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Lake group privately hashing out water management plan
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ACF Stakeholders meeting
Here are details related to the private
water group’s meeting this week
When: Today through Thursday
Where: Legacy Lodge & Conference Center, Lanier Islands
More info: Visit
Note: Sessions are closed to the public except for one set for 3-6 p.m. Wednesday

Jim McClatchey said he hopes a private water group can still produce its own water management plan for the Apalachicola-Chattahoochee-Flint river basin, which includes Lake Lanier.

“But I can’t guarantee there’ll be one,” said the ACF Stakeholders chairman. “It’s a dynamic situation and it’s probably not appropriate to really say much more at this point.”

And if you go looking for answers at the group’s meeting this week and you’re not a member of the group, expect closed doors.

The group has clamped down on information since Florida filed legal action against Georgia last October alleging overconsumption of water by its northern neighbor. The move prolonged what has been a decadeslong water war between the two states and Alabama.

This week’s sessions at Lanier Islands resort in South Hall County are, for the most part, no exception.

The group, comprising regional residents with a variety of interests throughout the basin, is set to meet today through Thursday, with only a 3-6 p.m. Wednesday session open to the public, according to the draft agenda on its website.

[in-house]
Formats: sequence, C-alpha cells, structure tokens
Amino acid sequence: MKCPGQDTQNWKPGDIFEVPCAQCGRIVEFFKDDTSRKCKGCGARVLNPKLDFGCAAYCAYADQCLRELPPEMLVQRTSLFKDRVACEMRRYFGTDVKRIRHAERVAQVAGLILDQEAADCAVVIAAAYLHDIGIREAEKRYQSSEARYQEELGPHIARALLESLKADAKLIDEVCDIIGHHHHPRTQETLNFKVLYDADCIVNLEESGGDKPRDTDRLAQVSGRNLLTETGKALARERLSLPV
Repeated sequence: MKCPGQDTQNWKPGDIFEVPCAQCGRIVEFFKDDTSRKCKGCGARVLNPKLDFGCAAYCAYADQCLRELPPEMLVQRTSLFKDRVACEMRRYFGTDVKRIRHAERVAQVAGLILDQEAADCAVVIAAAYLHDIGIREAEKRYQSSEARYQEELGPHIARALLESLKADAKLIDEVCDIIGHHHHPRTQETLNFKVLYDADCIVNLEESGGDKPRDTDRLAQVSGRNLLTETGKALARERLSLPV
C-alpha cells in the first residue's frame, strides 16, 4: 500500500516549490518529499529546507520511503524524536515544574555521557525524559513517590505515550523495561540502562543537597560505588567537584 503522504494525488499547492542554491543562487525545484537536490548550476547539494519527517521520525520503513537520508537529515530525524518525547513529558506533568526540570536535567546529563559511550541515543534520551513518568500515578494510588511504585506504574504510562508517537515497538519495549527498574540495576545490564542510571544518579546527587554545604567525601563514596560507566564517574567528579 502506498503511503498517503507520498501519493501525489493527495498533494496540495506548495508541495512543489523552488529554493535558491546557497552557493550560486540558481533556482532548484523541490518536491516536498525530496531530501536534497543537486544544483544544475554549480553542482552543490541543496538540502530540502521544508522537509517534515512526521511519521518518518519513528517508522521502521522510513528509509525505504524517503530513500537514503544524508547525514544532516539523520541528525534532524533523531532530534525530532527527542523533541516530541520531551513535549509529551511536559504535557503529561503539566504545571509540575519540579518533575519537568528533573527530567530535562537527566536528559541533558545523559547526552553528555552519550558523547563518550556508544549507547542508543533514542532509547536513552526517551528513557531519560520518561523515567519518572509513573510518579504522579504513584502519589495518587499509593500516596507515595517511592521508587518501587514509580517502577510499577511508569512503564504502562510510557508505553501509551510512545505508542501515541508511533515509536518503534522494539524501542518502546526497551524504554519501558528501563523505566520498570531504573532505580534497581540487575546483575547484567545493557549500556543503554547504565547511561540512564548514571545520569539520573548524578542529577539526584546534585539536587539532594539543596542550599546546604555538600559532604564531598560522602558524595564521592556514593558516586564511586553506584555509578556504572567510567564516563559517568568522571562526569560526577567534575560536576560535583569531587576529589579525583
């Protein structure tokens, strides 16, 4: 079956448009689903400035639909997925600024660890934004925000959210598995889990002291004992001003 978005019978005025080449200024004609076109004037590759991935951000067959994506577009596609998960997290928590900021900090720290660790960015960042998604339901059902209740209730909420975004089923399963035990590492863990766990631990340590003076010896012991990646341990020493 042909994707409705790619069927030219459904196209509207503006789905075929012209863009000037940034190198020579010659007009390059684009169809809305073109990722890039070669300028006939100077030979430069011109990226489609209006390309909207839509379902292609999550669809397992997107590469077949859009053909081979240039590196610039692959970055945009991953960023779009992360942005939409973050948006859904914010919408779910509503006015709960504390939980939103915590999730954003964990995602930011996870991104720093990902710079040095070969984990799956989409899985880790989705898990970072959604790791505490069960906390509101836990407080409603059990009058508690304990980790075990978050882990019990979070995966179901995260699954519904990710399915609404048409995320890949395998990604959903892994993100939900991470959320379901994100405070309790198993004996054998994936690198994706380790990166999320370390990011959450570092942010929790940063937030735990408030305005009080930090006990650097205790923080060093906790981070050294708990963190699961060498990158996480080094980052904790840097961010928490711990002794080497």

The agenda, however, is chocked full of information, including a list of meeting objectives and “desired outcomes.” It also shows discussion items during closed meetings, such as contents of the draft Sustainable Water Management Plan and “remaining issues.”

“We’re kind of in the middle of things now, and there’s a lot of discussions going on,” McClatchey said Monday.

In June, the group met in Alabama, and agreed to spend the money necessary to complete the water plan.

It directed its technical contractors — Black & Veatch, Atkins Global and the Georgia Water Resources Institute at Georgia Tech — to finish their work this summer with the goal of wrapping up the plan by late fall.

Crafting the plan has been the organization’s goal since its creation nearly five years ago.

“I am looking forward to unveiling this year a (plan) that balances the needs of all the interests and stakeholders that rely on the (basin),” McClatchey said in June. “Though much has been accomplished, there is still a lot of work that must be done. I am confident that we will get there.”

ACF officials have said the aim is for the water plan to be based on science, data and consensus among members from the states that make up the basin.

They also have said they hope to present their water-sharing recommendations to Georgia, Alabama and Florida and the Army Corps of Engineers, which governs Lake Lanier and is working on a water control manual update for the basin.

So far, the corps has not been involved in the group’s actions, said Pat Robbins, spokesman for the corps’ Mobile (Ala.) District.

“We look forward to their input into the process as we do input from all stakeholders,” he said.

The Gainesville-based Lake Lanier Association is “absolutely anxious to see the draft (water plan),” said Joanna Cloud, its executive director.

“Anything that gets us closer to a sustainable water management plan, developed by the actual stakeholders on the system, is a valuable piece of the overall puzzle for the basin.”

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